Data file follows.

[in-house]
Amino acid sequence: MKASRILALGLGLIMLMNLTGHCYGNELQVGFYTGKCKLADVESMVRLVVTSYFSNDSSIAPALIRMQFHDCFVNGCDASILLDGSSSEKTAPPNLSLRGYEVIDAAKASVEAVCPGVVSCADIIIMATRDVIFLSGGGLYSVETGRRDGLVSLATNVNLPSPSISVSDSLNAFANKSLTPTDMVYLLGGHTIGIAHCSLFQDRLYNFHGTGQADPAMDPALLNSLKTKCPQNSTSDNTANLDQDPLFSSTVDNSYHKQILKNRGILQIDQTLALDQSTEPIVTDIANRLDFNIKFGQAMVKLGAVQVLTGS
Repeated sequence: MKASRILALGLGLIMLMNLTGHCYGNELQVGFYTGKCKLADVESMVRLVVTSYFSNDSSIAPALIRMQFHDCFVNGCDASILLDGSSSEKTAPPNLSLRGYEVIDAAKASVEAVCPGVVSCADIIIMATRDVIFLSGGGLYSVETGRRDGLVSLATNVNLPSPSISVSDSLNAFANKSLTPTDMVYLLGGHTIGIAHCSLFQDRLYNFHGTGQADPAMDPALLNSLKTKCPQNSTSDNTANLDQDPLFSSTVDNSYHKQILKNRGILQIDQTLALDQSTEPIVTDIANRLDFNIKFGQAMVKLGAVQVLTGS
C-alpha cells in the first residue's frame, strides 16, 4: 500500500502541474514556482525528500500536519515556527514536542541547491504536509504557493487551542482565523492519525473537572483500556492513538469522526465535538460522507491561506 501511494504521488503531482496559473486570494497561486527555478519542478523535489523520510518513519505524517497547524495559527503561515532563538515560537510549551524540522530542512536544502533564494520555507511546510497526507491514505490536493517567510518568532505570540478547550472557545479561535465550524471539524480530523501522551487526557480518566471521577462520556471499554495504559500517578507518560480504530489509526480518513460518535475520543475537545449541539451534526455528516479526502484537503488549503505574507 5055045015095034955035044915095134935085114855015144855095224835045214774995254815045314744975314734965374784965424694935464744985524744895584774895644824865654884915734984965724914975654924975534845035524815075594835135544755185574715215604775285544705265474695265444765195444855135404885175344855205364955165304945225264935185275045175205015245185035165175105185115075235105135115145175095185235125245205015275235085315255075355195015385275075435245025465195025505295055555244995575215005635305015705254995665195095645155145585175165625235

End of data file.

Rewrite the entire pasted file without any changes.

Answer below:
[in-house]
Amino acid sequence: MKASRILALGLGLIMLMNLTGHCYGNELQVGFYTGKCKLADVESMVRLVVTSYFSNDSSIAPALIRMQFHDCFVNGCDASILLDGSSSEKTAPPNLSLRGYEVIDAAKASVEAVCPGVVSCADIIIMATRDVIFLSGGGLYSVETGRRDGLVSLATNVNLPSPSISVSDSLNAFANKSLTPTDMVYLLGGHTIGIAHCSLFQDRLYNFHGTGQADPAMDPALLNSLKTKCPQNSTSDNTANLDQDPLFSSTVDNSYHKQILKNRGILQIDQTLALDQSTEPIVTDIANRLDFNIKFGQAMVKLGAVQVLTGS
Repeated sequence: MKASRILALGLGLIMLMNLTGHCYGNELQVGFYTGKCKLADVESMVRLVVTSYFSNDSSIAPALIRMQFHDCFVNGCDASILLDGSSSEKTAPPNLSLRGYEVIDAAKASVEAVCPGVVSCADIIIMATRDVIFLSGGGLYSVETGRRDGLVSLATNVNLPSPSISVSDSLNAFANKSLTPTDMVYLLGGHTIGIAHCSLFQDRLYNFHGTGQADPAMDPALLNSLKTKCPQNSTSDNTANLDQDPLFSSTVDNSYHKQILKNRGILQIDQTLALDQSTEPIVTDIANRLDFNIKFGQAMVKLGAVQVLTGS
C-alpha cells in the first residue's frame, strides 16, 4: 500500500502541474514556482525528500500536519515556527514536542541547491504536509504557493487551542482565523492519525473537572483500556492513538469522526465535538460522507491561506 501511494504521488503531482496559473486570494497561486527555478519542478523535489523520510518513519505524517497547524495559527503561515532563538515560537510549551524540522530542512536544502533564494520555507511546510497526507491514505490536493517567510518568532505570540478547550472557545479561535465550524471539524480530523501522551487526557480518566471521577462520556471499554495504559500517578507518560480504530489509526480518513460518535475520543475537545449541539451534526455528516479526502484537503488549503505574507 5055045015095034955035044915095134935085114855015144855095224835045214774995254815045314744975314734965374784965424694935464744985524744895584774895644824865654884915734984965724914975654924975534845035524815075594835135544755185574715215604775285544705265474695265444765195444855135404885175344855205364955165304945225264935185275045175205015245185035165175105185115075235105135115145175095185235125245205015275235085315255075355195015385275075435245025465195025505295055555244995575215005635305015705254995665195095645155145585175165625235